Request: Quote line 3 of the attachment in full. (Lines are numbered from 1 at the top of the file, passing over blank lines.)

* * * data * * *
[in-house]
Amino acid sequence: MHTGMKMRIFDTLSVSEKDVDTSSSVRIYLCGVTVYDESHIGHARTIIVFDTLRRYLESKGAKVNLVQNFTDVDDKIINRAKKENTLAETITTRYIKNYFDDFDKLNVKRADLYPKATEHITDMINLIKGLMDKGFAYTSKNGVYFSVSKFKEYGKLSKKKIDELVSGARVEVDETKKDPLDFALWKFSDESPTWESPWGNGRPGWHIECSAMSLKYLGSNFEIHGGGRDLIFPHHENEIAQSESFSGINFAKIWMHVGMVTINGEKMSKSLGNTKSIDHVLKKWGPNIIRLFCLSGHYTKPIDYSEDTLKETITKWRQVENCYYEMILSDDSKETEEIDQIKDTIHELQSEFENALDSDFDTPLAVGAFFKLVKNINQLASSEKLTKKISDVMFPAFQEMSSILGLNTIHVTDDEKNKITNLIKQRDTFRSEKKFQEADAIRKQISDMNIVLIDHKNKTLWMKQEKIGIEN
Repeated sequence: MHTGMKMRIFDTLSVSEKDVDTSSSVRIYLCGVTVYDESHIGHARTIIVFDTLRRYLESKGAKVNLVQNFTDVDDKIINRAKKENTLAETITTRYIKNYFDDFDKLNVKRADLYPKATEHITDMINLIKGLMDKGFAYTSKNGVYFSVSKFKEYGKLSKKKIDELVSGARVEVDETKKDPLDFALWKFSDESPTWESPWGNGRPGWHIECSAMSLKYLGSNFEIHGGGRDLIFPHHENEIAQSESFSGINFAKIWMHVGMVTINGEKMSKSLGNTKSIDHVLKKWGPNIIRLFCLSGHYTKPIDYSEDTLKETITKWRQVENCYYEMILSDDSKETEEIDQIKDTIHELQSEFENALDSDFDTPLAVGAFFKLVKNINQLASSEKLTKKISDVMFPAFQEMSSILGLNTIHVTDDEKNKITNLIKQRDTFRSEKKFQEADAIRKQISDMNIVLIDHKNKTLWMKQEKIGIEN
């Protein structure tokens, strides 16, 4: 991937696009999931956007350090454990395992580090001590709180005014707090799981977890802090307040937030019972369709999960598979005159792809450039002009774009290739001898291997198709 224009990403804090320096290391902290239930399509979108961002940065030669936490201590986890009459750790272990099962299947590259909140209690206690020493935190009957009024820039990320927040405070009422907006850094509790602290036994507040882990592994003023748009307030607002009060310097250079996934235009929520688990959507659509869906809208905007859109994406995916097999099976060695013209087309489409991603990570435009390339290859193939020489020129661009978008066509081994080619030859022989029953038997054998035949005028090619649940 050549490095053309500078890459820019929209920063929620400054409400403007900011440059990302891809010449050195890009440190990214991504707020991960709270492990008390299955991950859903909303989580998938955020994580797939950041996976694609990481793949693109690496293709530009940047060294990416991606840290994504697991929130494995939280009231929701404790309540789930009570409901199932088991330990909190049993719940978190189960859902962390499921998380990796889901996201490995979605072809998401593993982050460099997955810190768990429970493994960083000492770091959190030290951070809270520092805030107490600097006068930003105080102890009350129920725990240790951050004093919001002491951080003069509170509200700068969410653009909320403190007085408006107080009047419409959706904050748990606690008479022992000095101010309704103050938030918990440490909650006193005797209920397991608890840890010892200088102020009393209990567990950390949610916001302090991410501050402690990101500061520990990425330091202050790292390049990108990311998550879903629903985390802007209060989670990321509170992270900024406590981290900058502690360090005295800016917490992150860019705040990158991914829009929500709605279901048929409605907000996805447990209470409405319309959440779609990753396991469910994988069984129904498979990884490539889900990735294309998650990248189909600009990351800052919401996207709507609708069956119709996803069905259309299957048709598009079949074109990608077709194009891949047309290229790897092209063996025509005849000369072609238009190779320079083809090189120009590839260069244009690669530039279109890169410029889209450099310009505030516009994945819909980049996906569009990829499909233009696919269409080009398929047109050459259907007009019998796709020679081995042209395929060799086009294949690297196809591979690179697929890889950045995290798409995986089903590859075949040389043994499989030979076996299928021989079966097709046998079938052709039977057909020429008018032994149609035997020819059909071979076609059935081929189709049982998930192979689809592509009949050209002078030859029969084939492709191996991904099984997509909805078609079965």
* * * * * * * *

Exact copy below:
Repeated sequence: MHTGMKMRIFDTLSVSEKDVDTSSSVRIYLCGVTVYDESHIGHARTIIVFDTLRRYLESKGAKVNLVQNFTDVDDKIINRAKKENTLAETITTRYIKNYFDDFDKLNVKRADLYPKATEHITDMINLIKGLMDKGFAYTSKNGVYFSVSKFKEYGKLSKKKIDELVSGARVEVDETKKDPLDFALWKFSDESPTWESPWGNGRPGWHIECSAMSLKYLGSNFEIHGGGRDLIFPHHENEIAQSESFSGINFAKIWMHVGMVTINGEKMSKSLGNTKSIDHVLKKWGPNIIRLFCLSGHYTKPIDYSEDTLKETITKWRQVENCYYEMILSDDSKETEEIDQIKDTIHELQSEFENALDSDFDTPLAVGAFFKLVKNINQLASSEKLTKKISDVMFPAFQEMSSILGLNTIHVTDDEKNKITNLIKQRDTFRSEKKFQEADAIRKQISDMNIVLIDHKNKTLWMKQEKIGIEN